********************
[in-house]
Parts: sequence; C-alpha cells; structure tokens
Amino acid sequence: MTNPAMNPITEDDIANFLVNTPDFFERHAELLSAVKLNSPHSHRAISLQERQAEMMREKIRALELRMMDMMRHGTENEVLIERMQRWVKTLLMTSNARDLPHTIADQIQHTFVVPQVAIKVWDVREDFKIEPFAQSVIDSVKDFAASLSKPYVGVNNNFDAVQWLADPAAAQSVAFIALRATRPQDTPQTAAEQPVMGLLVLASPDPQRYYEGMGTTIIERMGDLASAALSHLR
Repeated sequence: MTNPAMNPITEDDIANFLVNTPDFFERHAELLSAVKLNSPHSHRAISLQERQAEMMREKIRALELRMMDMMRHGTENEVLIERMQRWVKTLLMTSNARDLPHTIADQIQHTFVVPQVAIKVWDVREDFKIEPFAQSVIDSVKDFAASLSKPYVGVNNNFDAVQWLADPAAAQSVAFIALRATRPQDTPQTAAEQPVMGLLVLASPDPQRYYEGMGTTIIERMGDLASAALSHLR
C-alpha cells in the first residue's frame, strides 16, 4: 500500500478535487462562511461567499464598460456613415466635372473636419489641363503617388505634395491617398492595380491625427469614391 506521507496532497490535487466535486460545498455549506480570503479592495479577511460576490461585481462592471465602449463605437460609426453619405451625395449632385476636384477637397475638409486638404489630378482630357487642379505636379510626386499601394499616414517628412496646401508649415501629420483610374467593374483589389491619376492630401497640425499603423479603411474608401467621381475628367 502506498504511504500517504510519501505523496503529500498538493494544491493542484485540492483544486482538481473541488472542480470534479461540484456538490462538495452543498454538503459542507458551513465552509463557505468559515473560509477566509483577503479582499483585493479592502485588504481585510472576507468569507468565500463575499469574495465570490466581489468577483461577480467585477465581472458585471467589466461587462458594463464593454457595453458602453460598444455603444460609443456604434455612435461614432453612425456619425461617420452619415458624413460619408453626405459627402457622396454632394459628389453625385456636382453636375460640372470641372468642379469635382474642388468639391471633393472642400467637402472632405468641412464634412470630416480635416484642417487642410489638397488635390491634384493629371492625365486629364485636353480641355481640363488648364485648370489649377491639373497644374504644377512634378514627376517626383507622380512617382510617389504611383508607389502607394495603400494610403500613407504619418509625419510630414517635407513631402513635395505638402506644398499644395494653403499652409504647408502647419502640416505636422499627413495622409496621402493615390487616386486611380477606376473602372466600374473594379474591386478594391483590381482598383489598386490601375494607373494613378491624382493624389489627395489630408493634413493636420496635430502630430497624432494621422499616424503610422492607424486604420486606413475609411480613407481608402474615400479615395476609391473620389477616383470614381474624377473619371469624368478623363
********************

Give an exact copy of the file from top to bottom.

[in-house]
Parts: sequence; C-alpha cells; structure tokens
Amino acid sequence: MTNPAMNPITEDDIANFLVNTPDFFERHAELLSAVKLNSPHSHRAISLQERQAEMMREKIRALELRMMDMMRHGTENEVLIERMQRWVKTLLMTSNARDLPHTIADQIQHTFVVPQVAIKVWDVREDFKIEPFAQSVIDSVKDFAASLSKPYVGVNNNFDAVQWLADPAAAQSVAFIALRATRPQDTPQTAAEQPVMGLLVLASPDPQRYYEGMGTTIIERMGDLASAALSHLR
Repeated sequence: MTNPAMNPITEDDIANFLVNTPDFFERHAELLSAVKLNSPHSHRAISLQERQAEMMREKIRALELRMMDMMRHGTENEVLIERMQRWVKTLLMTSNARDLPHTIADQIQHTFVVPQVAIKVWDVREDFKIEPFAQSVIDSVKDFAASLSKPYVGVNNNFDAVQWLADPAAAQSVAFIALRATRPQDTPQTAAEQPVMGLLVLASPDPQRYYEGMGTTIIERMGDLASAALSHLR
C-alpha cells in the first residue's frame, strides 16, 4: 500500500478535487462562511461567499464598460456613415466635372473636419489641363503617388505634395491617398492595380491625427469614391 506521507496532497490535487466535486460545498455549506480570503479592495479577511460576490461585481462592471465602449463605437460609426453619405451625395449632385476636384477637397475638409486638404489630378482630357487642379505636379510626386499601394499616414517628412496646401508649415501629420483610374467593374483589389491619376492630401497640425499603423479603411474608401467621381475628367 502506498504511504500517504510519501505523496503529500498538493494544491493542484485540492483544486482538481473541488472542480470534479461540484456538490462538495452543498454538503459542507458551513465552509463557505468559515473560509477566509483577503479582499483585493479592502485588504481585510472576507468569507468565500463575499469574495465570490466581489468577483461577480467585477465581472458585471467589466461587462458594463464593454457595453458602453460598444455603444460609443456604434455612435461614432453612425456619425461617420452619415458624413460619408453626405459627402457622396454632394459628389453625385456636382453636375460640372470641372468642379469635382474642388468639391471633393472642400467637402472632405468641412464634412470630416480635416484642417487642410489638397488635390491634384493629371492625365486629364485636353480641355481640363488648364485648370489649377491639373497644374504644377512634378514627376517626383507622380512617382510617389504611383508607389502607394495603400494610403500613407504619418509625419510630414517635407513631402513635395505638402506644398499644395494653403499652409504647408502647419502640416505636422499627413495622409496621402493615390487616386486611380477606376473602372466600374473594379474591386478594391483590381482598383489598386490601375494607373494613378491624382493624389489627395489630408493634413493636420496635430502630430497624432494621422499616424503610422492607424486604420486606413475609411480613407481608402474615400479615395476609391473620389477616383470614381474624377473619371469624368478623363